Pentagon stumbles on tech wars
Dual-use technology development is a core element of China’s economic strategy–military funding of basic R&D that also has implications for civilian productivity. That’s what the US used to do. Foreign Policy today explains that the Pentagon’s new tech development strategy threw in cyber war as an afterthought. The Pentagon plan, moreover, has failed to interest the private sector, which doesn’t think it can make money under “Draconian” Pentagon procurement rules. According to FP:
OH YEAH, CYBER TOO Deputy Defense Secretary Bob Work and chief weapons buyer Frank Kendall will roll out a larger tech development strategy at the Pentagon at 3 pmthis afternoon, in a massive effort to trim years off the notoriously slow, painful, and monstrously expensive process of selling gear to the government.
The “Better Buying Power 3.0” strategy was unofficially rolled out last fall, but in outlining the needs that the military has in the realm of drones, long-range bombers, electronic warfare, undersea warfare, and satellite technology, they forgot to include anything about cyber (which is an admittedly squishy term). “We worry about the weapons systems themselves and all of the connectivity they might have,” Kendall said recently, a fear which has led to the cyber component being added to today’s plan.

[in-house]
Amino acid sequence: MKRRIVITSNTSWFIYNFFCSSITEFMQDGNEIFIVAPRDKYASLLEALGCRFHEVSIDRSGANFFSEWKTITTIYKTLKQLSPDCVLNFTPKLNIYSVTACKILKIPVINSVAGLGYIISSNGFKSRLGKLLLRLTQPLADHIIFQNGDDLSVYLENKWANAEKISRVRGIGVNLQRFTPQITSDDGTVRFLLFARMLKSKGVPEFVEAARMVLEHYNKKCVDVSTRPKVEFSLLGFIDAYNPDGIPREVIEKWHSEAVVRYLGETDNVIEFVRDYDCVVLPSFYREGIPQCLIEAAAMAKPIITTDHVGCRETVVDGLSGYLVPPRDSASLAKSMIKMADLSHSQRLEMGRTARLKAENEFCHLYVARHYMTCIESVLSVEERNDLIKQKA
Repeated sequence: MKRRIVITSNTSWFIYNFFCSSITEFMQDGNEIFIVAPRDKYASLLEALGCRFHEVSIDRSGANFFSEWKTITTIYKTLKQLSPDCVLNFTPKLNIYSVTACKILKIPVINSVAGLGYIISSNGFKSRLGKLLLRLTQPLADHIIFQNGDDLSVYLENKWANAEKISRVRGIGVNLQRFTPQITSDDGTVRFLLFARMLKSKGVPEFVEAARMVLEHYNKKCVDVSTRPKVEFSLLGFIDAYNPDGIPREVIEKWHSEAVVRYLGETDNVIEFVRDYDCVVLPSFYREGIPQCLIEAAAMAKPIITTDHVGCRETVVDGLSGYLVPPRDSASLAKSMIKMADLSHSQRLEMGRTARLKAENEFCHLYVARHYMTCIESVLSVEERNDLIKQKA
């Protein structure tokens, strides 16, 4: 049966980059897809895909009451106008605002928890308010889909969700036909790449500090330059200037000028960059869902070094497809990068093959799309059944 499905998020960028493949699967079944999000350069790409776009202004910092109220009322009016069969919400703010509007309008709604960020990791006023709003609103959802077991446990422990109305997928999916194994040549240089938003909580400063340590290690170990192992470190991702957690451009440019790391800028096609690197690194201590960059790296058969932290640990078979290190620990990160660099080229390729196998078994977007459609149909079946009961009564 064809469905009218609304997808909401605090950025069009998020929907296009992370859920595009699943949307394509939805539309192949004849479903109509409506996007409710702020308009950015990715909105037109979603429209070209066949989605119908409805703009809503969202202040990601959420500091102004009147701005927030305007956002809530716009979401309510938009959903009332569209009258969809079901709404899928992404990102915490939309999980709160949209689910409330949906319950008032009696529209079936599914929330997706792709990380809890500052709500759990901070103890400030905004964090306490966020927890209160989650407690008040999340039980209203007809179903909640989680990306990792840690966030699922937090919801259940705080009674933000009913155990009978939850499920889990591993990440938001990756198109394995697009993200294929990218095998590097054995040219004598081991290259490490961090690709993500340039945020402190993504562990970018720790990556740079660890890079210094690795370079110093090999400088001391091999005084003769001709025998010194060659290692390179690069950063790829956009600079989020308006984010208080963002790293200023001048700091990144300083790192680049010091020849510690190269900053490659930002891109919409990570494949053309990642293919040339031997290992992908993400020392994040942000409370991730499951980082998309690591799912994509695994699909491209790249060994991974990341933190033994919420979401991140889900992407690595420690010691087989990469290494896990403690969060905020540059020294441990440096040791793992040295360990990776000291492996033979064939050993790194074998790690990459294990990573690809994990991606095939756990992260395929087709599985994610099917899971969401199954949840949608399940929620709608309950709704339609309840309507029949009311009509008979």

WHAT TO WATCH It will be interesting to see how Work and Kendall respond to the fact that many of the tech and commercial firms they have reached out to have expressed little interest in working with the government, seeing the limited profit margins and draconian acquisition rules as something they don’t want any part of.
CHINESE DOCTRINE Just yesterday, Bob Work introduced what seems to be a relatively new term into the lexicon at a speech at the Army War College. He referenced “what Chinese military theorists call ‘informationized warfare’” to draw linkages between the different levels of war from state-on-state clashes to counterinsurgency.
Work said that modern war — with modern technologies — relies on “achieving information dominance using cyber and [electronic warfare] weapons. These are high-end weapons used by state-backed proxy forces, and we must prepare to fight this type of adversary.” Hence, the modernization plan he’ll outline later today. It’s all coming together, ain’t it?